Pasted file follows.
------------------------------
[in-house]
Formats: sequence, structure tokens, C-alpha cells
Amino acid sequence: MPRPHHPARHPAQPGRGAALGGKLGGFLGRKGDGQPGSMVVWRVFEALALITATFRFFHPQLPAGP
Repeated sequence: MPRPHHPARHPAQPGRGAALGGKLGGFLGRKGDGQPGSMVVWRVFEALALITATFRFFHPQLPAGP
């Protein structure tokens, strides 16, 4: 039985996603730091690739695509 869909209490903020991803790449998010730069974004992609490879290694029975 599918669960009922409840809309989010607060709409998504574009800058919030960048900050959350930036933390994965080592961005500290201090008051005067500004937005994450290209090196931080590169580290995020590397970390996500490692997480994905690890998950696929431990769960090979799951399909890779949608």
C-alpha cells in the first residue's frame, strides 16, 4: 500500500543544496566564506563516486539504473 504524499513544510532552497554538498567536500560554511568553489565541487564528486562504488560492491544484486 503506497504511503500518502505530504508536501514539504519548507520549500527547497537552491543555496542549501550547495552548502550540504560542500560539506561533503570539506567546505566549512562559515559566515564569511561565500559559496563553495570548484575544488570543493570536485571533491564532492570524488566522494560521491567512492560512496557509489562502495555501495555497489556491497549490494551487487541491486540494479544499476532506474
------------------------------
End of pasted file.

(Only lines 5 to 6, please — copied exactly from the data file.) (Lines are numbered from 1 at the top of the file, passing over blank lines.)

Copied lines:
């Protein structure tokens, strides 16, 4: 039985996603730091690739695509 869909209490903020991803790449998010730069974004992609490879290694029975 599918669960009922409840809309989010607060709409998504574009800058919030960048900050959350930036933390994965080592961005500290201090008051005067500004937005994450290209090196931080590169580290995020590397970390996500490692997480994905690890998950696929431990769960090979799951399909890779949608």
C-alpha cells in the first residue's frame, strides 16, 4: 500500500543544496566564506563516486539504473 504524499513544510532552497554538498567536500560554511568553489565541487564528486562504488560492491544484486 503506497504511503500518502505530504508536501514539504519548507520549500527547497537552491543555496542549501550547495552548502550540504560542500560539506561533503570539506567546505566549512562559515559566515564569511561565500559559496563553495570548484575544488570543493570536485571533491564532492570524488566522494560521491567512492560512496557509489562502495555501495555497489556491497549490494551487487541491486540494479544499476532506474